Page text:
Things are bound to change in a decade and half.
Since I landed in Vancouver in 1997, Europe create d a common currency, Spain earned its first World Cup, and too many wars have started and ended. In 1997, Korea was unknown to many in the Western world, including Canadians, if it was not formally under-represented by numbers in the international stage. Like many Korea-Canadian children, I grew up dreaming to achieve many great things, but all of them involved becoming the “first from Korea” of some sort. Now in 2013, I need to strike-out many of the “first from Korea” great achievements I wanted to do from the list. As I have canvassed in my previous blogs, Koreans are widely represented from the very top and executive decision making process to the front line of the fire in the world’s most relevant institutions, including the UN, WTO and OECD.
The list is far from complete, however. Korea opened to the world (and vice versa) and participated in extensive and various forums in the world stage, including the IMF, World Bank, APEC among many more. Importance of the Korea’s intensifying engagement is that it also ignited Korea’s interactions with Canada. During this time period, Korea-Canada bilateral relationship flourished.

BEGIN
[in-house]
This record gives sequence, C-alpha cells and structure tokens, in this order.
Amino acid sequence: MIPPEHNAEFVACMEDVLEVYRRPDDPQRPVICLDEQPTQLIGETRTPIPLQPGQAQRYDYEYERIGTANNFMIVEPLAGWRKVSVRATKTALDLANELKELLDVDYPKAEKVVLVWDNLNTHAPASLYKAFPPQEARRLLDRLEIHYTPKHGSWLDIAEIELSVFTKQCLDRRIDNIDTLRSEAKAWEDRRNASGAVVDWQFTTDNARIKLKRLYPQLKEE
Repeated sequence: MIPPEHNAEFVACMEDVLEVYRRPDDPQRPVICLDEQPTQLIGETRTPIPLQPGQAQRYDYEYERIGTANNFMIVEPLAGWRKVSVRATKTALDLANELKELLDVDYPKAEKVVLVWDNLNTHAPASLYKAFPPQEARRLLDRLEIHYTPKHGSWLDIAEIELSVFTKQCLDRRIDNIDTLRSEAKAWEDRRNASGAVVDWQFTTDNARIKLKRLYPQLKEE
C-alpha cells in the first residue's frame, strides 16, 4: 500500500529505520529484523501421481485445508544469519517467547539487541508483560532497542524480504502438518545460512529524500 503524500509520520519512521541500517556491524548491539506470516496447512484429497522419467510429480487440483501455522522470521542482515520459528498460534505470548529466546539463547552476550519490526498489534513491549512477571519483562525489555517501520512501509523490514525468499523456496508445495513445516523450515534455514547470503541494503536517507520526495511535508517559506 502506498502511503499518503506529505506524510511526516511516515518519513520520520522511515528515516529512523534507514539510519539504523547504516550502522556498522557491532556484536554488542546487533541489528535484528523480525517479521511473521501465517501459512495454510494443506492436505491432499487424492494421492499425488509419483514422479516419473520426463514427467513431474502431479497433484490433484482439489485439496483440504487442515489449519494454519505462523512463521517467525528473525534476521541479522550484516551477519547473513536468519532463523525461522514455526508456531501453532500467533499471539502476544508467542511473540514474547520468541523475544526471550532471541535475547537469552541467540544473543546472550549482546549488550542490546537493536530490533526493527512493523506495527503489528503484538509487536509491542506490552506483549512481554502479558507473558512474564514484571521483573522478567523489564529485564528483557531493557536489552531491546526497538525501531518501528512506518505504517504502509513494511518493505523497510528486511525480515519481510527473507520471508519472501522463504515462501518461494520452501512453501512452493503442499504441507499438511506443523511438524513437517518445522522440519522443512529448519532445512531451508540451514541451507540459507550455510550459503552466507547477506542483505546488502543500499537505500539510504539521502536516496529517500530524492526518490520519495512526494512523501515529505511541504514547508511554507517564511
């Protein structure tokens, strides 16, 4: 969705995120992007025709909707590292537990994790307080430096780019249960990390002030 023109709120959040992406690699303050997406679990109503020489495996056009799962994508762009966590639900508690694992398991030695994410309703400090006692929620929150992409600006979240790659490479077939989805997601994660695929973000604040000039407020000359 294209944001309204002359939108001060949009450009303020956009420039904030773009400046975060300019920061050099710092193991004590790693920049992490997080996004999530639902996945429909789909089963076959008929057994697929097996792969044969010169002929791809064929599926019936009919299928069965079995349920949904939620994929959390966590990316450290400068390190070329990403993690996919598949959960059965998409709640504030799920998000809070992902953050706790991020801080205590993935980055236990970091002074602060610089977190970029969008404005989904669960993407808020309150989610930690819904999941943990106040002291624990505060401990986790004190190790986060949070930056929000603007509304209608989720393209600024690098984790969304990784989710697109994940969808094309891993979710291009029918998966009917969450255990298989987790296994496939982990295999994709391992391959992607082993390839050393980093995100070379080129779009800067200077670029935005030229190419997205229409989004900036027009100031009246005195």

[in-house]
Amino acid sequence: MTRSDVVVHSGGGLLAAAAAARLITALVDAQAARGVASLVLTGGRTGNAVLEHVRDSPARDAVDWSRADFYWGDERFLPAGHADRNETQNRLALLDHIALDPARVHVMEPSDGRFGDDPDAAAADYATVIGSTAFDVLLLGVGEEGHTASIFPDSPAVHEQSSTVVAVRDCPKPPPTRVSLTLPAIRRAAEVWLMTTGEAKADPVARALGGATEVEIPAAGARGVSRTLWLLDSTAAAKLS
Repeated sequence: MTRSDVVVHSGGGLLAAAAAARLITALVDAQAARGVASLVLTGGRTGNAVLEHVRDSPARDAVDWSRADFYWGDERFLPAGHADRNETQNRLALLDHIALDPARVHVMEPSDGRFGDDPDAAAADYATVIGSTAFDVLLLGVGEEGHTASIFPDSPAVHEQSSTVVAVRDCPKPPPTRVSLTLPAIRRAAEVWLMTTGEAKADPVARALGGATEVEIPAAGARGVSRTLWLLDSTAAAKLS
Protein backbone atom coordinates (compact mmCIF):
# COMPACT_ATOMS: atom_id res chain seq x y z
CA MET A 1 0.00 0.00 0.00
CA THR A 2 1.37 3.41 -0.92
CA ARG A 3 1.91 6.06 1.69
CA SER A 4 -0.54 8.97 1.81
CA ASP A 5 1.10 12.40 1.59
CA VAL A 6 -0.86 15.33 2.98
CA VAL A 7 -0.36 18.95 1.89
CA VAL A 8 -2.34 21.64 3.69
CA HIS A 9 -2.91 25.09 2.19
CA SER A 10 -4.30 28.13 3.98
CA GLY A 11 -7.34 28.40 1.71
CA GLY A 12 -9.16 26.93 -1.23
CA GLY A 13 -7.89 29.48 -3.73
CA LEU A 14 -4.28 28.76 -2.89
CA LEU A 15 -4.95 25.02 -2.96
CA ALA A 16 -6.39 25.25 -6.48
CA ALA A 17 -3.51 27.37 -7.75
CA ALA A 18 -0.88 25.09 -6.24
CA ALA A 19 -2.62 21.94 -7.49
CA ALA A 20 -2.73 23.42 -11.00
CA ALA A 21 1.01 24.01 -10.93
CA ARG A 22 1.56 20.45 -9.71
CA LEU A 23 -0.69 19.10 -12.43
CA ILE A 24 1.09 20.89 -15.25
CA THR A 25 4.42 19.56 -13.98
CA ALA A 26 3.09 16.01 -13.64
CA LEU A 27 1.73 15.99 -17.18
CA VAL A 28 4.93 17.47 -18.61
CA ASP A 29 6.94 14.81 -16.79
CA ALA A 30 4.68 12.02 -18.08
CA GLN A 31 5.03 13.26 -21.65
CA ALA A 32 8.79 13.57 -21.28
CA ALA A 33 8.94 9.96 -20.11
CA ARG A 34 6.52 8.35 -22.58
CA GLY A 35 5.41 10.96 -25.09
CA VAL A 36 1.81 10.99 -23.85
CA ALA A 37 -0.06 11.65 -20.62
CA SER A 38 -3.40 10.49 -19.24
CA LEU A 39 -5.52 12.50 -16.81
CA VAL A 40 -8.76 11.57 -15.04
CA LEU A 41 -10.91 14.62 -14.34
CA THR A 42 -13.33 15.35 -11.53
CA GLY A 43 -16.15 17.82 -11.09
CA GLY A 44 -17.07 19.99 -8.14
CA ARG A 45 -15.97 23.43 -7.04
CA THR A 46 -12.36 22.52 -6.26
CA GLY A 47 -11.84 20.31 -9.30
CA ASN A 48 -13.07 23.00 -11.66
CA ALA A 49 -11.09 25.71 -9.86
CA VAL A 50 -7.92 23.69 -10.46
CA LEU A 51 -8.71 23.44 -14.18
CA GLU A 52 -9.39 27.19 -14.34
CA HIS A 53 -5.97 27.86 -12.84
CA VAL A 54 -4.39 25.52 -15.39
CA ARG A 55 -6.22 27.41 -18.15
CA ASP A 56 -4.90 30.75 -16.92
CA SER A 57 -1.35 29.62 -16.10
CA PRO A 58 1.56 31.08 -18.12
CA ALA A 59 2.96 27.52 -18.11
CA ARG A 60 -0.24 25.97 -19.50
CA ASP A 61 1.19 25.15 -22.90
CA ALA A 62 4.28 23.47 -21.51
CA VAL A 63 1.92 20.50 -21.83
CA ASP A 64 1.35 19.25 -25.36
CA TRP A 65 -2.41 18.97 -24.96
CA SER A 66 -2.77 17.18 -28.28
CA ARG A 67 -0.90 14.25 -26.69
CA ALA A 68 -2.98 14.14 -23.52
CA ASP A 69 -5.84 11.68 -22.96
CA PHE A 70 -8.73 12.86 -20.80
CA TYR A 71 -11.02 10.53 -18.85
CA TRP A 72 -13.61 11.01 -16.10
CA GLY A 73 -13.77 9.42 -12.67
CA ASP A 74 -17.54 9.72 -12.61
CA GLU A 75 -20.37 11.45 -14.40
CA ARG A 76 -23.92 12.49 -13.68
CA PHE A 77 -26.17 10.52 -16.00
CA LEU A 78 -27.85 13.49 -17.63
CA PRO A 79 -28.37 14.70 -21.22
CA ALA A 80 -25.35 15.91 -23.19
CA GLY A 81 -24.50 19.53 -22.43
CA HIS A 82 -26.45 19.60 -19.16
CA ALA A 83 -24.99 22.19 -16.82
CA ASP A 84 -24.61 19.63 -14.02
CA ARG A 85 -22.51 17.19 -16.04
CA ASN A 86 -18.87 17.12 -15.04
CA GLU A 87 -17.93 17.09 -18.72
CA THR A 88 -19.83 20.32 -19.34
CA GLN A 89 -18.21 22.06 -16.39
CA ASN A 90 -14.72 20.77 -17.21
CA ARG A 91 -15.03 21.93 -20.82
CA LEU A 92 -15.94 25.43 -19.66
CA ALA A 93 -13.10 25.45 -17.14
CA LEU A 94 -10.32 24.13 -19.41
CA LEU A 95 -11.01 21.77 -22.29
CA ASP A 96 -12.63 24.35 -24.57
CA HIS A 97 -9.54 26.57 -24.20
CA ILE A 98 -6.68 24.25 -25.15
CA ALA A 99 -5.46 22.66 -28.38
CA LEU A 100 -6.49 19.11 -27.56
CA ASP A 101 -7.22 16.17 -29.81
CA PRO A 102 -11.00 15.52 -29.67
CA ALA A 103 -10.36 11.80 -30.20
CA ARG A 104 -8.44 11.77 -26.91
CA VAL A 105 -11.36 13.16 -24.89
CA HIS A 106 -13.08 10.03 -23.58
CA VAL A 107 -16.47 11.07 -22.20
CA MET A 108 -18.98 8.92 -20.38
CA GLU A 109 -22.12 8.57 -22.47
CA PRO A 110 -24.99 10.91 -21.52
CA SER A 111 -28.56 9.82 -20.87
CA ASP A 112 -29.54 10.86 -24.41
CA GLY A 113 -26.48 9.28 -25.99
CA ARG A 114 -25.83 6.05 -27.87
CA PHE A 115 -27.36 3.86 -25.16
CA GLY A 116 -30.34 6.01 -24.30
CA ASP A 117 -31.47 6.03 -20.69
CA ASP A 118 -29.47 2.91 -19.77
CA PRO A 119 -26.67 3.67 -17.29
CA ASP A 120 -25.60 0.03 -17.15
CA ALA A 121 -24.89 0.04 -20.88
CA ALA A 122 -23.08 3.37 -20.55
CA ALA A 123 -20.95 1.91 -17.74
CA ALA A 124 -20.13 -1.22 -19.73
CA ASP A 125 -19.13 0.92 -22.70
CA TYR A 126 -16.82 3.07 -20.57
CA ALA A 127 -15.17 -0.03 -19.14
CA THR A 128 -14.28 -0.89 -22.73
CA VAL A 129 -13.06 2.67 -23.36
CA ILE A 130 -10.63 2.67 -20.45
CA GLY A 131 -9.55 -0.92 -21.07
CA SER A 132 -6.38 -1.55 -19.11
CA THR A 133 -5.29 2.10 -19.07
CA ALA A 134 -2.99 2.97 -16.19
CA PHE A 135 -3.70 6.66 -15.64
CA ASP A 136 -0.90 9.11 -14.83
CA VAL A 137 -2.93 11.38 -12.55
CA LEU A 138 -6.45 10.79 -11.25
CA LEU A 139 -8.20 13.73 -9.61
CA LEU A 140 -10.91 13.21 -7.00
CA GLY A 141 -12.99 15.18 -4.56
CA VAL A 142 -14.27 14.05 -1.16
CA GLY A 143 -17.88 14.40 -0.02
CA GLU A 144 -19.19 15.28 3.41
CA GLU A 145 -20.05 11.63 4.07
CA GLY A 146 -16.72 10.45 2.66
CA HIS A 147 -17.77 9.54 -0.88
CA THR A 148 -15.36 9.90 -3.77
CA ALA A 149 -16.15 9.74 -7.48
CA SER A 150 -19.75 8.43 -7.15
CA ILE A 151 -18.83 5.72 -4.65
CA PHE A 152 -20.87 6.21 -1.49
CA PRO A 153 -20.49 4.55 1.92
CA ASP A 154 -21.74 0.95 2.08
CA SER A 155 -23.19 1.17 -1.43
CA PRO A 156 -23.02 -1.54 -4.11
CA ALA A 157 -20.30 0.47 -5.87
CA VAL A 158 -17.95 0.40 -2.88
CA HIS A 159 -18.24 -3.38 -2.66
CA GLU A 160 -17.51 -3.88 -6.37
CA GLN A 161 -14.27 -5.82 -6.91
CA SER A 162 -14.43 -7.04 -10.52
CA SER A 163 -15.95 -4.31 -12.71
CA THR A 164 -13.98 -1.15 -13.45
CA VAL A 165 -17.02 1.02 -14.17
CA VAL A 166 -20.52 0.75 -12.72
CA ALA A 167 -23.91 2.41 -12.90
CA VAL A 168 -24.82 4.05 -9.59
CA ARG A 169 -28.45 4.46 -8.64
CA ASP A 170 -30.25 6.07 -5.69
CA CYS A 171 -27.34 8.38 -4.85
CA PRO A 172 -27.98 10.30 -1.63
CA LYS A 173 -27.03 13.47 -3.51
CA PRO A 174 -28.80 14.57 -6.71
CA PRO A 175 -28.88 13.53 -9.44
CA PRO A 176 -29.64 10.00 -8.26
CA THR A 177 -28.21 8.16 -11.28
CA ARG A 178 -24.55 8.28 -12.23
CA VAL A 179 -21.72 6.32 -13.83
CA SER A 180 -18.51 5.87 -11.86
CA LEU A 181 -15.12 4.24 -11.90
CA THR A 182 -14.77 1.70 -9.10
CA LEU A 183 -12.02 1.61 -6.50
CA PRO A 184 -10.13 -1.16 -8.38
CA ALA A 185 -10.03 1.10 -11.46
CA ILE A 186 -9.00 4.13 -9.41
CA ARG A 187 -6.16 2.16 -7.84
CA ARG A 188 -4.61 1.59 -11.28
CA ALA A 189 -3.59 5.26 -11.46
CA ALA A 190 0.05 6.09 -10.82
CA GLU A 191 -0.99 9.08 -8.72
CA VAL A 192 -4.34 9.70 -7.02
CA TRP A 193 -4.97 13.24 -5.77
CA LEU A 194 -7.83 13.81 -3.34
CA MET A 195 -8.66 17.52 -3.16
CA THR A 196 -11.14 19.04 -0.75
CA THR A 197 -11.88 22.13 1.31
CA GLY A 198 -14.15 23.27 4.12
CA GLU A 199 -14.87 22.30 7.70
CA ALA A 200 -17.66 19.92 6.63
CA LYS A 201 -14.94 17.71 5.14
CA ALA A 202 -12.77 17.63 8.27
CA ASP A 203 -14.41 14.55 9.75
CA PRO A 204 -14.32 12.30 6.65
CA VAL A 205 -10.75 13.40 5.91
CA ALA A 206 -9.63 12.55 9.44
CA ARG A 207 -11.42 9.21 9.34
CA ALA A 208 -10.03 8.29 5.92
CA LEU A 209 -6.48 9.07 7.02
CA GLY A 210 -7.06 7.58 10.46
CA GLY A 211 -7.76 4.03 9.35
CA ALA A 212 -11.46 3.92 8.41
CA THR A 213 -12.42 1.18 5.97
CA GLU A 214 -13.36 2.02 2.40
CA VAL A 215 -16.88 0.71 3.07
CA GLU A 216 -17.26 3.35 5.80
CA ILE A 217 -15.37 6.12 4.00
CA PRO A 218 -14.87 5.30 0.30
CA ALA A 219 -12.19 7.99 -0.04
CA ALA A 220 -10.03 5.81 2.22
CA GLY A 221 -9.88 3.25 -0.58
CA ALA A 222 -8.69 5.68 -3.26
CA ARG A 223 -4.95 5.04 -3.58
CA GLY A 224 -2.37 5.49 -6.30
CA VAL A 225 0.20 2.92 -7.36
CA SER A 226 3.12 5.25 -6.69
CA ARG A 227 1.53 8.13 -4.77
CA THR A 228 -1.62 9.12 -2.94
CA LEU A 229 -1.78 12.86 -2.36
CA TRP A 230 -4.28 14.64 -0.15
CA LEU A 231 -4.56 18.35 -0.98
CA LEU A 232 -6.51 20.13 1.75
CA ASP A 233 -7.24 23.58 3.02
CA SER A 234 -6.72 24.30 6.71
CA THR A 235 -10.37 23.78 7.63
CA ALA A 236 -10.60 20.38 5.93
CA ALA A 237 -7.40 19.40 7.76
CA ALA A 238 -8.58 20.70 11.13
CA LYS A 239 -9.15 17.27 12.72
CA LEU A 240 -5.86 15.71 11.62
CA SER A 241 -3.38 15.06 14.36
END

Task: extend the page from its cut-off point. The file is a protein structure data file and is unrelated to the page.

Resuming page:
In particular, former Korean President Kim Young Sam and Prime Minister Jean Chretien created Canada-Korea Special Partnership in 1994 during the APEC Summit in Seattle. It was a product of mutual understanding that both Canada and Korea share common concerns as “middle-power” countries in the Region. Through this Special Partnership, two countries discussed not only about bilateral relationship, but also strategized common front in other multilateral forums, such as the WTO. During the first 6 years of its creation from 1994 to 2000, the Special Partnership held 10 Working Group meetings, discussing wide variety of issues ranging from economics to aid to the Third World.
In addition, politicians in Canada and Korea enjoy regular relationship through Canada-Korea Interparliamentary Friendship Association, while the business communities in two countries meet in the market place, as well as in Canada-Korea Business Council. And who knows how many tens if not hundreds and thousands of other governmental, private and non-profit bilateral ties exist between the two countries?!
Today, we are celebrating the Year of Korea in Canada, and the Year of Canada in Korea. We should all take a note that this did not just happen overnight. To me, the cause for celebration is to remind us of all the hard work that two countries have put together, and to recognize the mutual benefit in doing the same, if not more, in the years to come. As this blog has explored, Korea opened to the world, and the world opened to Korea. Interactions that made today’s Canada-Korea relationship possible are deep rooted in the determination of two countries to engage with the world. This is a hard-fought fruit of long and enduring hard work, and it is a worthy cause to celebrate.
* The information pertaining to the Canada-Korea Special Partnership, Interparliamentary Friendship Association and Business Concil are from the website of Korean Ministry of Foreign Affairs and Trade at here.